“And where have they moved on to, Big Dave?”, I hear you ask? Well, to quirky geared bikes, mostly, and traditional shoppers. Although those bikes were about anyway. So maybe the fixies have just gone, and not been replaced. Or they’ve been replaced by fat bikes, which are beyond the remit of this urban round-up.
The Viva Papa is a good example of the former trend. It’s a steel-framed gent’s bike that’s not far removed from brands like VSF Fahrradmanufaktur in terms of utility – you get a full chain guard, mudguards, a rack and hub gears – but put together in a much more quirky and retro package.
There was a lot of leather and faux leather on bikes like these, and the full gamut of colours. And prices.
This is Schindelhauer’s take on the urban drop-frame bike, the Lotte. As with everything Schindelhauer the attention to detail is very high. Both the seatpost and the stem secure with hidden bolts and it uses a Gates Carbon belt drive, like all their bikes.
You get a porteur rack at the front, and full mudguards, along with a Shimano Alfine 8-speed hub and an all-in weight of 11kg. What you don’t get is much change out of €1,700.
The Danish Hey Cycle is a Eurobike award winner this year. The black and orange bike on the award stand was built up as a singlespeed and looked very stealthy. The tube shaping gives it flowing lines that not everyone was convinced by, but it’s certainly striking.
If you don’t like black, you can have it in a range of other colours, including this rather striking – is that the right word? – blue number with a derailleur transmission.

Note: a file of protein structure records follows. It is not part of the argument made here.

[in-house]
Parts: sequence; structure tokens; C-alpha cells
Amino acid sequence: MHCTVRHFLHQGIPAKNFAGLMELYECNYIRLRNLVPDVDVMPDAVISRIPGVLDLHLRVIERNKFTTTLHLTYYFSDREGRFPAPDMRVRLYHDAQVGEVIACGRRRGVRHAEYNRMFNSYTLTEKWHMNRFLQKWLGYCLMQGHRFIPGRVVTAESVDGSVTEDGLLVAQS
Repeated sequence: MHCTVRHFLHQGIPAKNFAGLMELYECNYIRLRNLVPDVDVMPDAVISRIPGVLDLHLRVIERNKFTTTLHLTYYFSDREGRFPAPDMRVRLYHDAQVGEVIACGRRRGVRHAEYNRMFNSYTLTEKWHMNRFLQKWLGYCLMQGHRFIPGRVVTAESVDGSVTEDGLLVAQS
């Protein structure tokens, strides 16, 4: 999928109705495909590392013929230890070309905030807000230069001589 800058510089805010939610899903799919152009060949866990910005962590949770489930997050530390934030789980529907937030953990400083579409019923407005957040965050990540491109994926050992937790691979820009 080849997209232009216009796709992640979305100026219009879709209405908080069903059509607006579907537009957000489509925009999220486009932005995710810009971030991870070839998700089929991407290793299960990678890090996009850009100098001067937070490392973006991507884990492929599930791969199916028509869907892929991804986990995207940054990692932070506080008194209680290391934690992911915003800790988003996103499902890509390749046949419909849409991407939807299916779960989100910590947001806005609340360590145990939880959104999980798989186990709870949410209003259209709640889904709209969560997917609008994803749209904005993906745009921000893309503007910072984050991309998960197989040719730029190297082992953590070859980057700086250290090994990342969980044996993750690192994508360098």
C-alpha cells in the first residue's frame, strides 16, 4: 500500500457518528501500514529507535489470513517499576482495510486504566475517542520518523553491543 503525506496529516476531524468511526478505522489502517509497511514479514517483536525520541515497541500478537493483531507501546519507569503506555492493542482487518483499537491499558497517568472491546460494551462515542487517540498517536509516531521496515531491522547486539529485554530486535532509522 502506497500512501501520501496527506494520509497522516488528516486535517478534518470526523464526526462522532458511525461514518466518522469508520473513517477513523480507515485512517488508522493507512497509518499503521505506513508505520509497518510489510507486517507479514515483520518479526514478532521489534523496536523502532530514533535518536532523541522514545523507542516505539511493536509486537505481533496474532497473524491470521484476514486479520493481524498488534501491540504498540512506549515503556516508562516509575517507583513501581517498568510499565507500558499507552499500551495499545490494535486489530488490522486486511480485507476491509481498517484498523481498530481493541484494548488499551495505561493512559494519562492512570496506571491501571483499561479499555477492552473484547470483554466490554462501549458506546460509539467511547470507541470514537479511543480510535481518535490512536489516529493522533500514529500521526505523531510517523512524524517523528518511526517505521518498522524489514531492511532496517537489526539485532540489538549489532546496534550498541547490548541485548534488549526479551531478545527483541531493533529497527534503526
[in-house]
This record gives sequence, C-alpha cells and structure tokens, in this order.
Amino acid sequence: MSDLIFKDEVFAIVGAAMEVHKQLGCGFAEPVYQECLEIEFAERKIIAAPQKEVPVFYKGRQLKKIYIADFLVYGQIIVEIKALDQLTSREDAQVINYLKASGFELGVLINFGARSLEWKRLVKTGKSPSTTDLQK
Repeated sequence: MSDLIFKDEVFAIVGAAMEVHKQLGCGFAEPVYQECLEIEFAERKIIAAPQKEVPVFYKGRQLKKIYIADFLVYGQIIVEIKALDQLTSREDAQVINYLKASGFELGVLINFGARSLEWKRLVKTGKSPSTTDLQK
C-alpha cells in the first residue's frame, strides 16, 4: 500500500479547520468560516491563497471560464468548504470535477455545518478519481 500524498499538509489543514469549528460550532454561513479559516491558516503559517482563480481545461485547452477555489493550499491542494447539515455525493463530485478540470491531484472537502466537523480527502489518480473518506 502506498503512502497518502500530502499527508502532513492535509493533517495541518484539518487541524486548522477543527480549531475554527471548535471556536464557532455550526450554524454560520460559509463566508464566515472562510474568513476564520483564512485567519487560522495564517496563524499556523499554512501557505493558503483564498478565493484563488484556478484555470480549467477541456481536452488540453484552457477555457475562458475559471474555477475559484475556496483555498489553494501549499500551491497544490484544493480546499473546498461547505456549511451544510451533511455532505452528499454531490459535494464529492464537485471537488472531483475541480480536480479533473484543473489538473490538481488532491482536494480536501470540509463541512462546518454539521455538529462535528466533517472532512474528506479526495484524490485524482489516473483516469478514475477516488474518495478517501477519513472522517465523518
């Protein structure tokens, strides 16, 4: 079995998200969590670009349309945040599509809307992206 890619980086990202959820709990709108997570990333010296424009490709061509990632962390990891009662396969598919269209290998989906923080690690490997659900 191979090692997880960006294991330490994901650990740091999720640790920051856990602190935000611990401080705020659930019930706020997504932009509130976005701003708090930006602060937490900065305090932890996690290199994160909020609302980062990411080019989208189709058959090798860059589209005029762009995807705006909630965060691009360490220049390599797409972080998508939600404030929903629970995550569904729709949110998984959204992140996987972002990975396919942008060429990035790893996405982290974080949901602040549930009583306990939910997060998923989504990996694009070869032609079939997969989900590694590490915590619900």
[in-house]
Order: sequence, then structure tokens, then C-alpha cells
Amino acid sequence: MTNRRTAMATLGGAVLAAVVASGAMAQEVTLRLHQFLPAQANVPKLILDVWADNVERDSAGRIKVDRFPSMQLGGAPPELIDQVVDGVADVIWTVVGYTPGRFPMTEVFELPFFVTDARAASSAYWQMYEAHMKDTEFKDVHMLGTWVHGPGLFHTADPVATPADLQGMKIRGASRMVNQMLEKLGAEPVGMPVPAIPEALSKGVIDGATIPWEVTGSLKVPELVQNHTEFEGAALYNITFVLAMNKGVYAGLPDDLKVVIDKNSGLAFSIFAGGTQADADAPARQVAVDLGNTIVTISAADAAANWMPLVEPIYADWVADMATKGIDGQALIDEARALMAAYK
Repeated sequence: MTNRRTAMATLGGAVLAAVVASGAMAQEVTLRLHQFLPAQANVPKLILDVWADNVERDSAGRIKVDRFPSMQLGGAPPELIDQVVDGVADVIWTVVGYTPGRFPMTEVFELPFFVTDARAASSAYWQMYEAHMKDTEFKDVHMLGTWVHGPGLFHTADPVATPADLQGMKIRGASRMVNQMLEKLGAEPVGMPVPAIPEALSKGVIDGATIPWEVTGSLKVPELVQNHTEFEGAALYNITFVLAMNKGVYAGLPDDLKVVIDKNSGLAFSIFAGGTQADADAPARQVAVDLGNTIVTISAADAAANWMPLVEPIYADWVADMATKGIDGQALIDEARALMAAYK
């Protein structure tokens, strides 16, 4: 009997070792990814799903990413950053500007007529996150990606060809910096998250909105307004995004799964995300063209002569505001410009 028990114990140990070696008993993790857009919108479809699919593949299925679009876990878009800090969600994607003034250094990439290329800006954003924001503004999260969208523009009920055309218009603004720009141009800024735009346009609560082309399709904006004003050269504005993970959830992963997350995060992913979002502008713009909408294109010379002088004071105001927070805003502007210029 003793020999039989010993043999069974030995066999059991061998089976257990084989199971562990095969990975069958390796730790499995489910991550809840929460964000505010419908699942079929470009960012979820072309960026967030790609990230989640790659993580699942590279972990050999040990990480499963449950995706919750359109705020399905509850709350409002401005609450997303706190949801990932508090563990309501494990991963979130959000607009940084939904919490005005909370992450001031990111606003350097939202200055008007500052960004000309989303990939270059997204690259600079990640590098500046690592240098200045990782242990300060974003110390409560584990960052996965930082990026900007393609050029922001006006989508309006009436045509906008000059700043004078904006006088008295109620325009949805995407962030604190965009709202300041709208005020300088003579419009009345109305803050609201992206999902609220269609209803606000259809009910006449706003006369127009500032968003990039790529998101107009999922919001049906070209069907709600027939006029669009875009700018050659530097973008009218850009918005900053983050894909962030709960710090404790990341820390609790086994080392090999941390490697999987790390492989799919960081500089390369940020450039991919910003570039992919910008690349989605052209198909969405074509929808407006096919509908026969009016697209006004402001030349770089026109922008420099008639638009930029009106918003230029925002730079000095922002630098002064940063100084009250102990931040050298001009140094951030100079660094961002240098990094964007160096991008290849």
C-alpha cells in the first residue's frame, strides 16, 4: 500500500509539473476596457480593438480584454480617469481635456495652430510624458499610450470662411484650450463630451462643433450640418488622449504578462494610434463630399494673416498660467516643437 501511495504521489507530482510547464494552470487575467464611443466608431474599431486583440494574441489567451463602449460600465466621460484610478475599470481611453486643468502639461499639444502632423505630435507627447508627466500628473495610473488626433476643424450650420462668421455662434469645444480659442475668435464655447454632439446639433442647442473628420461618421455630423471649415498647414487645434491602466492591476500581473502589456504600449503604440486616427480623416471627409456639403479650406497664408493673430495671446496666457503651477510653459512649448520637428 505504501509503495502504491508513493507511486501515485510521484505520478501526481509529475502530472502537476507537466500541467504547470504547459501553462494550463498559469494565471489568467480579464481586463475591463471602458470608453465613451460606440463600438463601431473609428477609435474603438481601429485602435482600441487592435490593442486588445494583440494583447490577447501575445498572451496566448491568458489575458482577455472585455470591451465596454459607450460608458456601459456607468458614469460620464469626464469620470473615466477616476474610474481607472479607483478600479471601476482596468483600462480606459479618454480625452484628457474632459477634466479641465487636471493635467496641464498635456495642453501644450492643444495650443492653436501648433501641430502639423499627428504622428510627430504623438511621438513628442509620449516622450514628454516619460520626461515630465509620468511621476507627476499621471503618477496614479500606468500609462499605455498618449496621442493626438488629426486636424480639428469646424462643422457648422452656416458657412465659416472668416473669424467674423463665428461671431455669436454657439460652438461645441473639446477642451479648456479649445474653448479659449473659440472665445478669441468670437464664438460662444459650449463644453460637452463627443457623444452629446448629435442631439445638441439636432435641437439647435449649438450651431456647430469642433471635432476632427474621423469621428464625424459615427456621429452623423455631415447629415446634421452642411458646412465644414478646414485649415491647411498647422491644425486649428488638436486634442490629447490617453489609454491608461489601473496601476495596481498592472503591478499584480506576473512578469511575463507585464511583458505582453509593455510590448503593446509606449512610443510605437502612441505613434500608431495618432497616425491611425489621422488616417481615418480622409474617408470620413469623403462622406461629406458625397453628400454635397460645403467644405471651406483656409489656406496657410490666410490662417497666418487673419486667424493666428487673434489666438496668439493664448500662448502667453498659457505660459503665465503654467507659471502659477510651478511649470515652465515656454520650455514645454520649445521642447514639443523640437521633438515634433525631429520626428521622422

Not all the sensible German manufacturers’ bikes were completely sensible. This Rabeneick Niagra trades hub gears for a two-speed kickshift and it looks quite trick with yellow anodised highlights.
You still get mudguards, a dynohub and lights as standard, even if the grips are faux snakeskin. Looks like a nice ride for €700.
Cruisers still abound, although they weren’t as numerous as last year. We were pretty taken by this Medano cruiser tandem which would be just the ticket for, erm, something. The price ticket said it costs a mere €349 but we couldn’t confirm that as there was no-one to ask. We’d have nicked it but it looked quite heavy.
Did gearbox bottom brackets gain any traction this year? Well, a bit. But Pinion are still the only chaps making them so far as we can see, and since they hand-assemble them in Germany it’s never going to be a mainstream product.